The turkey, Benjamin Franklin felt, should be America's national bird.
Philadelphia's dear old sage is making a comeback this holiday for other reasons as we baste the bird for Thanksgiving — or impeachment.
You can't turn a corner in the Capitol without hearing someone speak Franklin's adage, "A republic, if you can keep it."
That's what Franklin said upon emerging from the Constitutional Convention, to a woman's anxious query about what kind of government emerged from the ether.
This woman's spirit is alive in Speaker Nancy Pelosi, D-Calif. Leading the impeachment inquiry, she's now basting the House bird, stuffed with high crimes and misdemeanors.
Franklin is still Philadelphia's most beloved citizen. His spirit dwells on the river, the parkway and Independence Hall. He founded the University of Pennsylvania: one more connection to the here and now.
President Donald Trump brags about attending the university's Wharton School of Business, though there's no transcript to show for it.
Perhaps Franklin foresaw "keeping the republic" would one day come under threat from within. He wrote down classic American advice to be thankful for, some dozen virtues for business conduct, fair play and life. (See, he thought of everything, not only electricity.)
Franklin was America's first self-help author and a student of character — or the lack thereof.
Here goes. One of his virtues is silence. "Speak not but what may benefit others or yourself. Avoid trifling conversation."
Clearly, Franklin had Trump's thousands of tweets in mind. Rarely do they elevate the national lexicon and form a more perfect union. Too often, they demean others in a potent public dis-"coarse."
Distinguished diplomats, critics and opponents find themselves under fire. Pelosi herself was called "as crazy as a bedbug." Classy.
But nobody has time to respond to presidential insults or false claims from dawn till dark. Nor can reporters question their truth in the moment. Tweets are a one-way street.
Truly, Trump's tweets should be treated like the turkey's gizzard — not fit for consumption.
Moderation is another. "Forbear resenting injuries." Letting go of grudges, along with "hoaxes" and "witch hunts," would cleanse the palette. Trump should try it sometime.
Burning rage at those who stuck to the truth — that Russia did, in fact, interfere in the 2016 election on his behalf — is what got Trump into the fix he's in now.
The House inquiry centers on his urging a foreign power, Ukraine, to investigate political rival Joe Biden and his son.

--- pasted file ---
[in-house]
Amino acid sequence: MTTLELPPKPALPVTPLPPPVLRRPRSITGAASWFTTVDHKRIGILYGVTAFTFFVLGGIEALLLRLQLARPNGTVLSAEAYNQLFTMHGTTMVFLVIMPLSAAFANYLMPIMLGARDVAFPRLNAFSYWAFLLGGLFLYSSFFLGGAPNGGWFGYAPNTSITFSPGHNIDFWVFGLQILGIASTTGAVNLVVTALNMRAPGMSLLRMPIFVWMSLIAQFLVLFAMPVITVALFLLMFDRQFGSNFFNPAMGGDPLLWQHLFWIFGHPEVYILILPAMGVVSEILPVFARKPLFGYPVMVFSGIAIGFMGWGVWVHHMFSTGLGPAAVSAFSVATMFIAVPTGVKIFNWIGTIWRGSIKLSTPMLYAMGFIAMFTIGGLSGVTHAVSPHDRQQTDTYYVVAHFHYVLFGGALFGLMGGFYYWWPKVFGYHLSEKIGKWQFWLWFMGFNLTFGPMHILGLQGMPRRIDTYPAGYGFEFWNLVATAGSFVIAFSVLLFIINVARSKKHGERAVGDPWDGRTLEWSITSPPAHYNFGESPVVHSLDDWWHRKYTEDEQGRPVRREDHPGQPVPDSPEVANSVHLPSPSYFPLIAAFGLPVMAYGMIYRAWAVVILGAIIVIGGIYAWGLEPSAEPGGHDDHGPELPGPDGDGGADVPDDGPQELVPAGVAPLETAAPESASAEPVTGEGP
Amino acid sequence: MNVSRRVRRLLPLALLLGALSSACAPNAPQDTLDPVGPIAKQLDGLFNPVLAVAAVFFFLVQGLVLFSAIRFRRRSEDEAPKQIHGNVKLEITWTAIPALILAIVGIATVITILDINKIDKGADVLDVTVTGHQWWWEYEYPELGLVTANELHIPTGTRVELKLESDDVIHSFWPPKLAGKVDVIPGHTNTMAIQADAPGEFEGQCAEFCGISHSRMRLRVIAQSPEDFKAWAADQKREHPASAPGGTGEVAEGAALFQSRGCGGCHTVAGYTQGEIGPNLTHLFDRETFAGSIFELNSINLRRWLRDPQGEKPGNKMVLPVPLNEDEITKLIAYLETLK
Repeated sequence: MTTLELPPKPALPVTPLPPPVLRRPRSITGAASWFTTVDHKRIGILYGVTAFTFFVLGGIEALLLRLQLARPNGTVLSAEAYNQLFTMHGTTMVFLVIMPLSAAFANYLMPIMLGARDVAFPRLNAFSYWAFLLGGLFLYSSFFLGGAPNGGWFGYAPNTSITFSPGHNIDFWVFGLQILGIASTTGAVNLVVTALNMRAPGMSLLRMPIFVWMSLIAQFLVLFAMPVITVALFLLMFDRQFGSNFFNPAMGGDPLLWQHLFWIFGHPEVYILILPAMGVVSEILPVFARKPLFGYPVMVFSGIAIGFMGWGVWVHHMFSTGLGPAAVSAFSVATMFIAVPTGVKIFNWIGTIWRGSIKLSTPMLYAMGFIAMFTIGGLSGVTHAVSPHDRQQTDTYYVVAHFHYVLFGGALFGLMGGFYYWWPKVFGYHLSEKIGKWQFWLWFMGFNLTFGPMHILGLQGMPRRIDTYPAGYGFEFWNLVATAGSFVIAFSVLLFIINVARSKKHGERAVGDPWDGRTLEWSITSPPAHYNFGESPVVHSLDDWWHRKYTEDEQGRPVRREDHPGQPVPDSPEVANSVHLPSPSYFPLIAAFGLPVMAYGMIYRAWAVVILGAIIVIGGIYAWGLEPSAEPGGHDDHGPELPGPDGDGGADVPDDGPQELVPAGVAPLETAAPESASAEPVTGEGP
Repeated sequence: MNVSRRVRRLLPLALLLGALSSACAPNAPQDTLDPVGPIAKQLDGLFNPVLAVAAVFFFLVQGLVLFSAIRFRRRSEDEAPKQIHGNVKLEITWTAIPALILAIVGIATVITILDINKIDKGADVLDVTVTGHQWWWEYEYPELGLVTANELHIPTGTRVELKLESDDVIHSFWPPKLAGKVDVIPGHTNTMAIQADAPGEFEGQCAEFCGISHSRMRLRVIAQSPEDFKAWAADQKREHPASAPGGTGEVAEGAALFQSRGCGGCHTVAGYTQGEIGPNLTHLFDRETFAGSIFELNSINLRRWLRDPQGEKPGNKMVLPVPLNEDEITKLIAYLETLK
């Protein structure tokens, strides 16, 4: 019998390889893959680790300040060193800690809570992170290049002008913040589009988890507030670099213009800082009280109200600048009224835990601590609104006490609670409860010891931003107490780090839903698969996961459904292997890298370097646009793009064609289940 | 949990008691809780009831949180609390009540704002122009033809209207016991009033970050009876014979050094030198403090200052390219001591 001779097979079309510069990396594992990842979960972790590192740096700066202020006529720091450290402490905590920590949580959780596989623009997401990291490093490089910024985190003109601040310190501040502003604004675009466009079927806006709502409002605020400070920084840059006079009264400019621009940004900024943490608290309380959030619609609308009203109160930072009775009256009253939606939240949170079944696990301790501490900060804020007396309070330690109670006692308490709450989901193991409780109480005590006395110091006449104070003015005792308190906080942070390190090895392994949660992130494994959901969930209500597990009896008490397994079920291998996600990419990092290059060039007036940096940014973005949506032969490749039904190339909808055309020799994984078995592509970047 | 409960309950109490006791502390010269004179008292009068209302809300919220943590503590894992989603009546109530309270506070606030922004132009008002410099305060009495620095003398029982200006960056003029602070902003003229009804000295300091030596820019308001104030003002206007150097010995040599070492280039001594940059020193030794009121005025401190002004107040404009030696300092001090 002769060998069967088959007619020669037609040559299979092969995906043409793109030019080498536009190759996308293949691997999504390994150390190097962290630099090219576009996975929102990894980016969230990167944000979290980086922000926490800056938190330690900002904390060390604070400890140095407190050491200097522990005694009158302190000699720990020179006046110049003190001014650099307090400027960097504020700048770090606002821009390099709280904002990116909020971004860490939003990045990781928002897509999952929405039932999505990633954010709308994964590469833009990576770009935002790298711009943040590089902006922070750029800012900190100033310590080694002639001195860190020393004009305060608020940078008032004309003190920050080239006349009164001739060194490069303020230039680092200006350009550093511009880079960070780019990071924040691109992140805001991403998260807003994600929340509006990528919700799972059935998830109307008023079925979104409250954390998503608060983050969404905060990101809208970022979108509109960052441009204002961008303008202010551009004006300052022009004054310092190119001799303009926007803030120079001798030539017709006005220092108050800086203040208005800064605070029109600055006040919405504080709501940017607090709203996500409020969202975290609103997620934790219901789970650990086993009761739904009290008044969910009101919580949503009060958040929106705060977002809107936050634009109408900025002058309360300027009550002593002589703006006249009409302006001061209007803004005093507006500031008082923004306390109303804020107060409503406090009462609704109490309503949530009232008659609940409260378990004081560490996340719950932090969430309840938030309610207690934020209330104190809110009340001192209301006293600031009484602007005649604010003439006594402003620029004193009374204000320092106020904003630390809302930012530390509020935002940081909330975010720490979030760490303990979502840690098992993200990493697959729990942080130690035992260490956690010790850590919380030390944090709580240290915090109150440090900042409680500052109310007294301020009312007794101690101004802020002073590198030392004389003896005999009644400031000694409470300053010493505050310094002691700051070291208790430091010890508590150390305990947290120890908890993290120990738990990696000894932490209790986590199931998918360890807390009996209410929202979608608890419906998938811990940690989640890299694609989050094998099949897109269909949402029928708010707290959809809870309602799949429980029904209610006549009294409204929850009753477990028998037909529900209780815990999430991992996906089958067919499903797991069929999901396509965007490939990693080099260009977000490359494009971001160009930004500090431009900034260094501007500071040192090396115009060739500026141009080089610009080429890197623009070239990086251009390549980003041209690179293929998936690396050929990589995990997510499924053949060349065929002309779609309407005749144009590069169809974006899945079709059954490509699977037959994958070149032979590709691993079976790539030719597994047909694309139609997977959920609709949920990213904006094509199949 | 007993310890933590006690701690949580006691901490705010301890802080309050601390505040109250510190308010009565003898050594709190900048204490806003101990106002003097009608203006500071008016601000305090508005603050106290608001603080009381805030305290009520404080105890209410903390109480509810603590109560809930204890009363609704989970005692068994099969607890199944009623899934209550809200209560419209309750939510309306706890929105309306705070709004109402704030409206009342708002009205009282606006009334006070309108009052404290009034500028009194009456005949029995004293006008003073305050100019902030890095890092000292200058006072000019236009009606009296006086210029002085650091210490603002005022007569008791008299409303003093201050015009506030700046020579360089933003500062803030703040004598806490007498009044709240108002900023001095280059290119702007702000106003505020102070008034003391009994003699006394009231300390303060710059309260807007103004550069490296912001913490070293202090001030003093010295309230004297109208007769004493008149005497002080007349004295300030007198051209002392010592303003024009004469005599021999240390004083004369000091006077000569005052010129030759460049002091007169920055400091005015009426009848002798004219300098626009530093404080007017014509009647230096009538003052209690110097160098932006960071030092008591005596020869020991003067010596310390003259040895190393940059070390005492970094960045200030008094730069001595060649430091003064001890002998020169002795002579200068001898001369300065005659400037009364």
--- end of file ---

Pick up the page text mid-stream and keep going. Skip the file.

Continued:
This was Trump's counterattack, part of a plot against Ukraine, an ally. He stoked a "fictional narrative," in Russian expert Fiona Hill's words, that Ukraine interfered in the 2016 election on Hillary Clinton's behalf. Oh, he told the new Ukraine President Volodymyr Zelenskiy, it was "horrible."
That July 25 call was a turning point of the Trump presidency. Yet that Thursday was not so different than any other, just his way of doing business, adding the sauce of state power to personal gain. In this case, he withheld $391 million that Congress approved for military aid.
Presidents are usually changed by the solemn nature of the office. By contrast, Trump has changed the nature of the presidency, made in his psyche's image, a white whale of anger.
As Trump recently explained to a group of students, the precious parchment of the Constitution means, "I have the right to do whatever I want."
Franklin also recommended industry. Be always employed in something useful. Roughly translated, that means not spending Oval time clearing convicted war criminals like Navy SEAL Edward Gallagher. It's bad for military justice and morale to oust the Navy's top official over it.
Nor should a president spend hours in a foxhole at "Fox and Friends" in a shooting match at the fourth estate. The free press is in the Constitution, too.
"Use no hurtful deceit." This is the virtue of sincerity, which speaks for itself.
We have an American custom of the president pardoning a Thanksgiving turkey. (Franklin didn't invent this.) A light-hearted ritual.
But laughs left Washington since Trump took over the festering heart of government. He started the year with a bleak winter shutdown.
Come next November, voters had better not pardon the Turkey-in-Chief.
To find out more about Jamie Stiehm and other Creators Syndicate columnists and cartoonists, visit the creators.com webpage.
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